(Kitco News) – The stars continue to align for the gold market and with prices reaching historic highs, the next target is $2,000 an ounce, according to one market strategist.
Despite the near-term bullish outlook, Georgette Boele, senior precious metals strategist at ABN AMRO, reaffirmed her year-end gold target at $1,900 and for prices to hit $2,000 an ounce by the end of 2021.
Although the gold market appears to be in an unstoppable rally, in a report Tuesday, Boele cautioned investors that the market is starting to look crowded. She added that the risk is that any shift in investor sentiment could cause speculators to flee the gold market, driving prices down sharply quickly.
“It is likely that gold prices will test $2,000 per ounce in the near-term. But we still expect some profit-taking after that. So, we keep our gold price forecasts unchanged,” she said.
One significant risk for gold is a near-term reversal in the U.S. dollar, which recently fell to a two-year low. However, any short-term correction should be viewed in the long-term bullish environment.
“We still expect a sizeable correction in gold prices in a risk-off environment when the dollar is back in favor,” she said. “It is likely that this correction will be short-lived and be a buy-on-dips for investors eagerly waiting to step in.”
Boele said that she sees five major factors providing long-term support for gold prices: a weaker U.S. dollar, low to negative bond yields, growing government debt, aggressive monetary policy easing and strong technical momentum.
Looking at the U.S. dollar, Boele said that it appears that the greenback is losing its safe-haven appeal as the market deals with geopolitical uncertainty. Along with boosting gold, U.S. monetary policy is also weakening the U.S. dollar as the Federal Reserve continues to pump trillions of dollars to stabilize financial markets.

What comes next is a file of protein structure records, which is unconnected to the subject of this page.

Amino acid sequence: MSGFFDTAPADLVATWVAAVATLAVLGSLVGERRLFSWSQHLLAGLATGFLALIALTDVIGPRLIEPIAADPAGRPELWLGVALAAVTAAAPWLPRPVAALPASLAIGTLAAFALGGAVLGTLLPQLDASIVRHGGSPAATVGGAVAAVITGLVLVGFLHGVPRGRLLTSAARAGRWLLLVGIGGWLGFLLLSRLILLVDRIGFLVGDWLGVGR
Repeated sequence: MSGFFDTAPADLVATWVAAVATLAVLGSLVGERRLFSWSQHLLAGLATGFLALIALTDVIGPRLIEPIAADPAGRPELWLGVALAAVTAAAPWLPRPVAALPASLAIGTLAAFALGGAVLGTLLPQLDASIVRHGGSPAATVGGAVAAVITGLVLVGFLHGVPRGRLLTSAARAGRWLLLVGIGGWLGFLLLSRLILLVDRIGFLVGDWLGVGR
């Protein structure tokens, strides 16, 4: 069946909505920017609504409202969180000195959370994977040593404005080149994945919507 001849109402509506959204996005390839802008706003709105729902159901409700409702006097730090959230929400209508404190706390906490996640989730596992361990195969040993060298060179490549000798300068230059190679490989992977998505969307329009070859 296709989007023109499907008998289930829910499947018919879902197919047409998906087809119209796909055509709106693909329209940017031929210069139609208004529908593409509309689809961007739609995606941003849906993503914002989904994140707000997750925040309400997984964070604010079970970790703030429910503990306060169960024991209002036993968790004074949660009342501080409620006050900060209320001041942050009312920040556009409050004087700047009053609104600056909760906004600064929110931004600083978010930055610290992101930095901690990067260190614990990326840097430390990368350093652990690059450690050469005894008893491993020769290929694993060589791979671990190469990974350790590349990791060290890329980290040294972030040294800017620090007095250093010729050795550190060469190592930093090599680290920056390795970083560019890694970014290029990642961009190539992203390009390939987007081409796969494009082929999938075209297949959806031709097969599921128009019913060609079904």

“Official rates are close to zero in a large number of countries and they will unlikely go up in our forecast horizon,” said Boele, “This sounds like music to the ears of gold bugs as money floods into the market and currencies begin to decline.”
Looking at interest rates, Boele noted that many countries around the world already have negative nominal interest rates. The U.S. has been the biggest hold out; however, Boele said that even if U.S. nominal rates remain positive, real rates are headed to negative territory as inflation expectations pick up.
“As long as there are expectations that the Fed would move to a form of yield curve control, the upside in U.S. Treasury yields is limited. So, if investors are concerned about inflation, in the long run, this will be visible in inflation expectations and negative U.S. real yields,” she said.
Finally, Boele said, along with monetary policy, governments with their fiscal stimulus measure are also adding to the potential inflation threat. However, she noted that inflation won’t be a significant concern for investors.
Author: Neils Christensen